The Bayly chart collection is connected to a dramatic chapter in the story of Captain James Cook, an important figure in colonial Canadian history. Cook was an English explorer who sailed in the Pacific and even attempted the west-east traverse of the Northwest Passage.
William Bayly was an astronomer and mathematician who sailed with Captain James Cook on his second and third voyages to the Pacific Ocean (1772-1775, and 1776-1779, respectively).
Bayly used his expertise in math and navigation to create hand-drawn charts of the lands and waters that Cook travelled. The Bayly chart collection is made up of six hand-drawn charts from Cook’s third and final voyage. The charts are important as early documentation of the Pacific and of events during Cook’s final voyage.
Cook took two ships, the Resolution and the Discovery, on an expedition to find the Northwest Passage. He set off in 1776 and reached the Hawaiian Islands in early 1778. He then sailed across the Pacific to the Oregon coast and then north to Nootka Sound. He left Nootka Sound in April 1798 and arrived in the Bering Sea in August. He had to turn back when he encountered ice.
Cook eventually gave up trying to find the Northwest Passage and went south again. He spent some time sailing around the Hawaiian Islands. Initially, he had positive interactions with the Hawaiians he encountered. But that didn’t last, and he was killed in an altercation with the locals.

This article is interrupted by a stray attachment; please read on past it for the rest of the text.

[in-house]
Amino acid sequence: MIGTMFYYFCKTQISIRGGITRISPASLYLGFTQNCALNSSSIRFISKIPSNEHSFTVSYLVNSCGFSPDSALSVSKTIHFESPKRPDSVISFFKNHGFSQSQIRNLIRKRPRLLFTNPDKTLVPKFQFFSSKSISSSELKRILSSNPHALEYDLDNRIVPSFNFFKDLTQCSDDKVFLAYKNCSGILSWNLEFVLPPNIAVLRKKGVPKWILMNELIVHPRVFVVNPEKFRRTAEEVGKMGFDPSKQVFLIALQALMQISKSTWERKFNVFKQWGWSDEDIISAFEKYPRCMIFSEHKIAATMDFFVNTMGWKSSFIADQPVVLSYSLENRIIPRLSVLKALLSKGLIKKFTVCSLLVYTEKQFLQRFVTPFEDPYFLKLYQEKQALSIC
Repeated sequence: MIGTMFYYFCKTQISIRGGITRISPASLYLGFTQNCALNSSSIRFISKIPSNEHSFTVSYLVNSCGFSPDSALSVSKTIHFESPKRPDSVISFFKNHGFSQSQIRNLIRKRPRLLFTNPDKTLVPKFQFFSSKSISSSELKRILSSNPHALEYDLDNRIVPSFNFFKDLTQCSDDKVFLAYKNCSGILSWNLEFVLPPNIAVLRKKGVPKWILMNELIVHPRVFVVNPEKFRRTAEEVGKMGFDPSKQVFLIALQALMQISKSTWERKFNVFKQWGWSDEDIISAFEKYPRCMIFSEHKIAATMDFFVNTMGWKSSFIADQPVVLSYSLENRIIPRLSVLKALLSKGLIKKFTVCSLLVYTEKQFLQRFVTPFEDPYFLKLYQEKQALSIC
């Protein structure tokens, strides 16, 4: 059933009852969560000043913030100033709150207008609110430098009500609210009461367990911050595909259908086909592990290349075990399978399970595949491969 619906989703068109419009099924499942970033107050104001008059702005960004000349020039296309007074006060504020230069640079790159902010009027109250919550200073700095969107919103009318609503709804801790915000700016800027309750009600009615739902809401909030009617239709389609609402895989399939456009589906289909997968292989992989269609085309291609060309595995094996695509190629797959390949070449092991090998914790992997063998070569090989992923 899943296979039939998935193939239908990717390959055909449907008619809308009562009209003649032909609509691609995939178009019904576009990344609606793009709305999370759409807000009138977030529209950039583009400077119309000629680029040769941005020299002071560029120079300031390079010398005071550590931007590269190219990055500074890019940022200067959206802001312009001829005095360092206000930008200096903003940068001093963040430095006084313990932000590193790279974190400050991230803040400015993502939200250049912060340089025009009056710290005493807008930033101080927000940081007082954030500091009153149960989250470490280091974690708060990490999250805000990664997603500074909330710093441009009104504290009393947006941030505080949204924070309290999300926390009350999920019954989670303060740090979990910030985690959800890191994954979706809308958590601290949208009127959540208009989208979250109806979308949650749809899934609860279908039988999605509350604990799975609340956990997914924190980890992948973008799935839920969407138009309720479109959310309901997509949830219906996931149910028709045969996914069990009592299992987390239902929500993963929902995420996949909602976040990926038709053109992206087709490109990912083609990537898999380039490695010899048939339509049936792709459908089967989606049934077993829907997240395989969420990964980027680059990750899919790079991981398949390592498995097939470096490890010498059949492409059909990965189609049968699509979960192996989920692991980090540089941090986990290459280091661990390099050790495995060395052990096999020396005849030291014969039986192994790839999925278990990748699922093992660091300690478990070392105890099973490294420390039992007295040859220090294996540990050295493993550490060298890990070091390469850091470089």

The six charts in the VMM’s collection are the actual items that sailed on those ships alongside Cook. They are hand-drawn in pencil and traced in pen. They include interesting quirks, like a small illustration of the Discovery, and circular pencil marks where Bayly seems to have used a compass to plot their position. On one of the charts, Bayly has penciled in “Cook’s Fall.” This is where Captain Cook was slain on the shores of Kealakekua Bay in Hawaii in 1779.
The oldest in more ways than one
Created between 1776 and 1779, the Bayly charts are some of the oldest items housed in the VMM Library & Archives. The Bayly chart collection is also among the first items added to collection. In 1918, the Art, Historical & Scientific Association bought the six charts that now make up the Bayly Chart collection. The Art, Historical & Scientific Association was the forerunner to the Vancouver Maritime Museum Society. The Bayly Chart Collection became part of the VMM Collection when the museum was established in 1958.
Digitized versions can be viewed online, and the originals are available to be viewed by appointment at the discretion of the librarian & archivist.
Image: Map of North Pacific and polar chart, ca. 1779. Item number: 1991.0018.002.